In the middle of an appeals process, Microsoft is trying to fight back against the US government's demand on the company's customers' data, by going on a PR campaign to get the public on its side.
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It's been a tough year for Microsoft on many fronts but perhaps none more important than the privacy of cloud data. Now, it seems the embattled company has support from an extensive cohort of allies.
Microsoft has put up a firm stand against US prosecutors' request of providing customers' emails stored by the company outside of the country, despite being given a court order again.
Following Microsofts loss at court vs the U.S. government in a legal battle that requires the company to hand over emails stored in Ireland, the company reaffirmed its commitment to customer privacy.
Following the sentencing of his partner, former senior Microsoft manager Brian Jorgenson has received two years in prison for his role in a $400,000 insider trading scheme.
Employees of major Silicon Valley companies have agreed upon a settlement of $325M in their class-action lawsuit, but judget Lucy Koh believes they should get more and may not approve it.
Multiple tech giants, including Apple, Verizon and Cisco, have joined Microsoft in opposing the US government's requests for search warrants for data stored on overseas servers.
The jury foreman in the latest round of Samsung v Apple has come out and said that "Ultimately, the consumer is the loser in all this" after Apple won $120 million in damages on Friday.
A further $4 million has been awared to Apple in the latest patent dispute onto their $119.4 million win from Saturday, in the latest court battle between the two.
Microsoft and Nokia are expected to announce the completion of Microsoft's acquisition of Nokia's devices division within 20 days even though Nokia India continues to face a tax dispute.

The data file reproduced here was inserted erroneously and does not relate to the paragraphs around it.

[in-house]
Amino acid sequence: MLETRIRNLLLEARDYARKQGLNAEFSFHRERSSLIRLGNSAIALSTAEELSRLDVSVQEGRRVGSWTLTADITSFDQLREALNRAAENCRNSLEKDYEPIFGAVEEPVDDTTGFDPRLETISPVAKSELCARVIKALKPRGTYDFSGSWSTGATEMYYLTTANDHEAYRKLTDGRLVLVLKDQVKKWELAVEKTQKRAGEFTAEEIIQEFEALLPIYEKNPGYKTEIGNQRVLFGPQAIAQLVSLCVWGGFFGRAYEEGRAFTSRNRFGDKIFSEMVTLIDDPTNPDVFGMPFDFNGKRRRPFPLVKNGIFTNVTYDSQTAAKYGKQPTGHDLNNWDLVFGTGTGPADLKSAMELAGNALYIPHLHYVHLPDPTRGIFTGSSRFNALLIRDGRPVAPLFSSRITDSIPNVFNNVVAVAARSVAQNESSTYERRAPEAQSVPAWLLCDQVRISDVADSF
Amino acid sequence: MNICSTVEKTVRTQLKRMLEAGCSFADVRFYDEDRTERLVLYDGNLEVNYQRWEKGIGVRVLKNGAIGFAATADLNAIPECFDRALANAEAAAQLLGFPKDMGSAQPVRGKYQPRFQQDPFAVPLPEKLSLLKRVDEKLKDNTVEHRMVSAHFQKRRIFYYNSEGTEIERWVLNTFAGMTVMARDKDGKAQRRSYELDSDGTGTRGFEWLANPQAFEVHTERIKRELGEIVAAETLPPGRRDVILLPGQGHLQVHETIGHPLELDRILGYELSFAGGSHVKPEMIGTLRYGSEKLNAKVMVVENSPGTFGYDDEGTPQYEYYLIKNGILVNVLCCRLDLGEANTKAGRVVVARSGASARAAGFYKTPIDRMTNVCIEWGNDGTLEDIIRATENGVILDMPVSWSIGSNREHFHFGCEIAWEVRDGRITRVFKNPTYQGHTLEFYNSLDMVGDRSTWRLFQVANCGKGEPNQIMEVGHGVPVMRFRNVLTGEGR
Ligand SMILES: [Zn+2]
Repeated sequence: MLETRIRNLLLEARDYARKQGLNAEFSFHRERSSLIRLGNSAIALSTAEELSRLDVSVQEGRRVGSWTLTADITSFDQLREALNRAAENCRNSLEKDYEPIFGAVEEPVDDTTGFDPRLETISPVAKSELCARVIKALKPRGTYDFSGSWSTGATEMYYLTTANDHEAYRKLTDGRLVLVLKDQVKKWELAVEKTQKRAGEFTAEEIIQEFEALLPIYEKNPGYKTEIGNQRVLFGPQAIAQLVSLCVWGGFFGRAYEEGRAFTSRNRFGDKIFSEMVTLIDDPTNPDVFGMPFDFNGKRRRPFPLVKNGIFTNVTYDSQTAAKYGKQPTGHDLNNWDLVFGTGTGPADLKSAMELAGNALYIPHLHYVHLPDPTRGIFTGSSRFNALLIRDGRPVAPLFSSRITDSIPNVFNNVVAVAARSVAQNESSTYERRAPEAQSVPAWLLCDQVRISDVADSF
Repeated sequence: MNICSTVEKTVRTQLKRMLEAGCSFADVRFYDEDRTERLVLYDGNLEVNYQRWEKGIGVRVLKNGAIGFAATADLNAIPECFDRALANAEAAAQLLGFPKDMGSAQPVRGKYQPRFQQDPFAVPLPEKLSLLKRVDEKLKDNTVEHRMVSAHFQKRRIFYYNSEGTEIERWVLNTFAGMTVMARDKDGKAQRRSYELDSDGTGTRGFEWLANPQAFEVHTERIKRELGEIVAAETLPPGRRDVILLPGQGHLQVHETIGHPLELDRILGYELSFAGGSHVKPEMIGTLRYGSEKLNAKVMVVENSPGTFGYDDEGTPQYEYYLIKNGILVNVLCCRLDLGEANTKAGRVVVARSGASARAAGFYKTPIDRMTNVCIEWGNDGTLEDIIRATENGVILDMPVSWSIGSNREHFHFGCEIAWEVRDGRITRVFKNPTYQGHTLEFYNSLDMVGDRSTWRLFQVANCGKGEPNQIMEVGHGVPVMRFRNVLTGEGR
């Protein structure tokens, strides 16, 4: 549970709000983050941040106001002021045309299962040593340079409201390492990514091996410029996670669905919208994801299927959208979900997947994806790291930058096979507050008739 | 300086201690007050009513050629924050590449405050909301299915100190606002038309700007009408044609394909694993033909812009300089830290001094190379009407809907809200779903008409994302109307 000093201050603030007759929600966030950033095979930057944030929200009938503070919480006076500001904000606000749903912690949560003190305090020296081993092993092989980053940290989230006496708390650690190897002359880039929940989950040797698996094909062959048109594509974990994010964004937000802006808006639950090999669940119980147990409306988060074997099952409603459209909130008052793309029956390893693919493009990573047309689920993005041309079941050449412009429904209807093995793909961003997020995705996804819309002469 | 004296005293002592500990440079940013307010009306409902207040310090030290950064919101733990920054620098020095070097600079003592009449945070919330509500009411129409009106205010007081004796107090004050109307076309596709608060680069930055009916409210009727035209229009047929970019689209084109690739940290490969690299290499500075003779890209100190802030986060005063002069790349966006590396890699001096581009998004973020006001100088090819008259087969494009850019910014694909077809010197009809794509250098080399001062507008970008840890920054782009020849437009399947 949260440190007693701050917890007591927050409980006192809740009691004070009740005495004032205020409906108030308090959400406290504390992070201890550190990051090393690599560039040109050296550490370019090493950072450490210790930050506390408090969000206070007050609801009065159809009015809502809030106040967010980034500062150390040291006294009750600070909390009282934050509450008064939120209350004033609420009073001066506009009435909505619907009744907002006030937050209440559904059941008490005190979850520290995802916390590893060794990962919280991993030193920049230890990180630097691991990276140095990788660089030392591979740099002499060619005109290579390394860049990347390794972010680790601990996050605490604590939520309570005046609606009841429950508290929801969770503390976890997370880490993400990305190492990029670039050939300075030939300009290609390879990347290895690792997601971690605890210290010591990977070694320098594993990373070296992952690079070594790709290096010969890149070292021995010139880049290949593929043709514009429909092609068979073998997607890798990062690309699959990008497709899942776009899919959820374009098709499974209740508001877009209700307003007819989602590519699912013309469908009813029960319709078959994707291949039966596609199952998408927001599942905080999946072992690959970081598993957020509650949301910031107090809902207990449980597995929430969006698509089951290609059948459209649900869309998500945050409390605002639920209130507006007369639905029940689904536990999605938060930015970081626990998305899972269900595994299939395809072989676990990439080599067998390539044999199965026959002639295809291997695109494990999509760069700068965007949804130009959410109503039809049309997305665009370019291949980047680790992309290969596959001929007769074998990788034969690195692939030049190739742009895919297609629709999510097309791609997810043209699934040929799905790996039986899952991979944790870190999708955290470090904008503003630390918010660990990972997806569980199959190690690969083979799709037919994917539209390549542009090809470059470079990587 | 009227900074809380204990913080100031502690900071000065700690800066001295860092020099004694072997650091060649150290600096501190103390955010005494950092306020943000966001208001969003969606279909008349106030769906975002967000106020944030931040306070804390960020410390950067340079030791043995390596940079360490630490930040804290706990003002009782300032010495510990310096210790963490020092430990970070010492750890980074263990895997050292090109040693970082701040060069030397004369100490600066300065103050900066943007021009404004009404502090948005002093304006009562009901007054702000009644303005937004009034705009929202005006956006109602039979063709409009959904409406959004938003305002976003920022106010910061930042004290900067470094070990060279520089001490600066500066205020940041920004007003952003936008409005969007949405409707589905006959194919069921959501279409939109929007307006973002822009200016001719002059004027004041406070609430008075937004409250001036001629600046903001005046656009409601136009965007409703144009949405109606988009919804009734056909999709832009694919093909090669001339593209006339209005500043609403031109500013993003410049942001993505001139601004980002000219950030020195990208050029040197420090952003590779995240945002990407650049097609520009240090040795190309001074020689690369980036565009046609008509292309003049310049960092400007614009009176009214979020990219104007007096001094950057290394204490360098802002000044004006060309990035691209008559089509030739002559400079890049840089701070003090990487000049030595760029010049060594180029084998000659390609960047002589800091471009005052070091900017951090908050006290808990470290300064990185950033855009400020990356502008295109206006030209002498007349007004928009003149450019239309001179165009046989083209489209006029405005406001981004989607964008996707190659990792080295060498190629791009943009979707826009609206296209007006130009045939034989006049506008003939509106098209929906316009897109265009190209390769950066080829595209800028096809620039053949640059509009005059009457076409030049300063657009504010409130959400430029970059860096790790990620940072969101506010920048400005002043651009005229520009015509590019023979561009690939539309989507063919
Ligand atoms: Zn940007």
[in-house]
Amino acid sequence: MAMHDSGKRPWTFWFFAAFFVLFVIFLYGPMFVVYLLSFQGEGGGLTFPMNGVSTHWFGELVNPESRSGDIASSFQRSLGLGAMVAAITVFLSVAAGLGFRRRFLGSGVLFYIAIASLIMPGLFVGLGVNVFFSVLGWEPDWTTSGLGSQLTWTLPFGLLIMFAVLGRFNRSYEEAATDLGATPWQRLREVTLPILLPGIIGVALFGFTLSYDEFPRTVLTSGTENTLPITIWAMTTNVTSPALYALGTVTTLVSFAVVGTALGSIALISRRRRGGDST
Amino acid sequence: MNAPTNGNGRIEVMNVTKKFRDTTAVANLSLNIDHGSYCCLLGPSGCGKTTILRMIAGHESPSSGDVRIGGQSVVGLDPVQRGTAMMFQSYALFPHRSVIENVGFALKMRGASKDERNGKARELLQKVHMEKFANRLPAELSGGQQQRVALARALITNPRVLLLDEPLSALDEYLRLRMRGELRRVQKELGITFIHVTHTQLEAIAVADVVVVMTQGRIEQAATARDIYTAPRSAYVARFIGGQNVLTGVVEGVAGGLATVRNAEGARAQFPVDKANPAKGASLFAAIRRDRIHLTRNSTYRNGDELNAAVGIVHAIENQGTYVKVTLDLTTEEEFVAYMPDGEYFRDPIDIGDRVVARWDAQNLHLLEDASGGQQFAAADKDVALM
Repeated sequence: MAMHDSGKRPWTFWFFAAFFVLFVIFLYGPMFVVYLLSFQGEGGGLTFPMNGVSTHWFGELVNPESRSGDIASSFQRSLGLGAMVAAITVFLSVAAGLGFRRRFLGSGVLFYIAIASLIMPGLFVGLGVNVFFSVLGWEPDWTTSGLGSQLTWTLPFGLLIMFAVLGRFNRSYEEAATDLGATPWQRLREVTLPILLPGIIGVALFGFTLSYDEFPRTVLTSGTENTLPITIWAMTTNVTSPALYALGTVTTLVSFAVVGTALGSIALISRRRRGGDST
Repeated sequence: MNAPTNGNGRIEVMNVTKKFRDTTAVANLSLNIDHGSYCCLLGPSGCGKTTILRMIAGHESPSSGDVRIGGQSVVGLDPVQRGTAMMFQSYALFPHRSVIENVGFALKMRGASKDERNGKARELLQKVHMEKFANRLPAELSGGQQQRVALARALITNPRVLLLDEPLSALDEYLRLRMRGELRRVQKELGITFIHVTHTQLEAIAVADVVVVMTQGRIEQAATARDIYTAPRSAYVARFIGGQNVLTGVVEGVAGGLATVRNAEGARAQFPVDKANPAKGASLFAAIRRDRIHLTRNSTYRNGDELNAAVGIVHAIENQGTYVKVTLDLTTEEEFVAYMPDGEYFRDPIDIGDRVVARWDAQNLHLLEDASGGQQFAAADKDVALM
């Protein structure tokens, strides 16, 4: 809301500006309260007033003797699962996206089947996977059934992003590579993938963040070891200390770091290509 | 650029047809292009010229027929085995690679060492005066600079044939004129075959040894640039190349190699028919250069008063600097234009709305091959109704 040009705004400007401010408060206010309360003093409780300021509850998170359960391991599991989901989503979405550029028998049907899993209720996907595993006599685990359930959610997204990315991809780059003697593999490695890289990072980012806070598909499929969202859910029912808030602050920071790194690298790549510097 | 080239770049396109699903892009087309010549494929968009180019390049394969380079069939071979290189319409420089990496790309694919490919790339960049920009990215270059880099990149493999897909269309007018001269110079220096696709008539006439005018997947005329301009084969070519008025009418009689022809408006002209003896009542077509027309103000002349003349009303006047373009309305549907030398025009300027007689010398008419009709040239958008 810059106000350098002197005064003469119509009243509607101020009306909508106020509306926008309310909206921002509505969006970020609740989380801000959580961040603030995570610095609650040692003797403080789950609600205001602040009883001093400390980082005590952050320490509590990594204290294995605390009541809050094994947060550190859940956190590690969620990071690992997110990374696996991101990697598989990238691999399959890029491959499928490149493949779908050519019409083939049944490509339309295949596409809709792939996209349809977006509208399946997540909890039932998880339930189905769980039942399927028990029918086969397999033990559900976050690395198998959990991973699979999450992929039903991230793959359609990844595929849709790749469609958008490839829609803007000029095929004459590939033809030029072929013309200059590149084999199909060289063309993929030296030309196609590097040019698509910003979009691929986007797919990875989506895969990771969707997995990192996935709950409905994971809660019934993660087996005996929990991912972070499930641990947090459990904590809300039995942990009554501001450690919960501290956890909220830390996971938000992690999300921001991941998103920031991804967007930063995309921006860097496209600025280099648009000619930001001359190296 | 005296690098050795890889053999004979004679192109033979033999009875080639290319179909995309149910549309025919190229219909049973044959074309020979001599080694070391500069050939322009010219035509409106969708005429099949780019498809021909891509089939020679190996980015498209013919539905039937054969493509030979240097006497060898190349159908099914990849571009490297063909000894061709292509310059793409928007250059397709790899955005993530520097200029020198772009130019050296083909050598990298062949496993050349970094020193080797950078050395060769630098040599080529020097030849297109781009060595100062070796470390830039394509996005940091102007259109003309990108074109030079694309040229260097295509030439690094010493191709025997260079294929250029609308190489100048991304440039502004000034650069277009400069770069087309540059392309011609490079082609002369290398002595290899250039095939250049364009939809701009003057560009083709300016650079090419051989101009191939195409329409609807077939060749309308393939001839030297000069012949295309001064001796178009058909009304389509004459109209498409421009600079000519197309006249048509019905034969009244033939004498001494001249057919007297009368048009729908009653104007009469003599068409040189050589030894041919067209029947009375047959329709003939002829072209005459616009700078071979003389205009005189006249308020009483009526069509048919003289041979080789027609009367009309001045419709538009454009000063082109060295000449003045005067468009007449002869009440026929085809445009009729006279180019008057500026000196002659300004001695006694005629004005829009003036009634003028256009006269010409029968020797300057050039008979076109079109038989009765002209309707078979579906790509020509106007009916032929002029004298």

The verdict is in! Apple wanted $380 million, Samsung wanted to pay only $52 million, but now the jury has decided Samsung owes $290 million in damages for patent infringement.
Apple's Phil Schiller took the stand in the legal battle between Apple and Samsung as a witness and in doing so, offered some of his opinions on Samsung's alleged copy-cat technique for success.
After New Zealand made the controversial decision to (almost) kill off software patents on Wednesday, experts have expressed doubt at the bill's validity; they question how best it can be enforced.
After losing a legal battle for the right to use the name 'Xoom' on their line of tablets, Motorola has been forced to phase the name out, having trod on the toes of the Xoom Corporation.
The virtual currency, Bitcoin, has hit rough waters overseas as financial executives have made trading illegal in Thailand. Could this be a start of lengthy legal debate over the service?
Apple has some of the bigger names in technology on their side as the company looks to reverse an Internation Trade Commision (ITC) ban on the importation of older iPhones.
2012's biggest drama looks set for a 2013 sequel with the ITC finding Samsung to have infringed on a key part of an Apple patent. That patent? Something to do with text selection methods on mobile.
Two of Twitter's co-founders have been granted a patent for the service described as a 'system (and method) for device-independent point to multipoint communication is disclosed.'
Audio firm THX have sued Apple over a speaker patent granted in 2008. It is alleged Apple have infringed this patent with the new slimline iMac, iPad and iPhone.
French regulators are asking government prosecutors to investigate Skype because of the Microsoft subsidiary's failure to register as a telecommunications operator under French law.
Following in David Einhorn's wake, another investor sues Apple in a bid to get them to release some of their $127 billion cash hoard and be more transparent about their executive pay.
A class-action lawsuit against Instagram's new terms of service was filed in California on Friday, alleging the Facebook subsidiary breached its contract with users, among other claims.
A Mexican court has fined Yahoo $2.7 billion dollars over an apparent breach of a contract that seems to date back to 2003. The search giant obviously intends to challenge the decision made.
Some people, like Chris ”Moot” Poole, take their online identities very seriously. The 4Chan founder is requesting a US start-up, moot.it, change its name to avoid confusion between the two.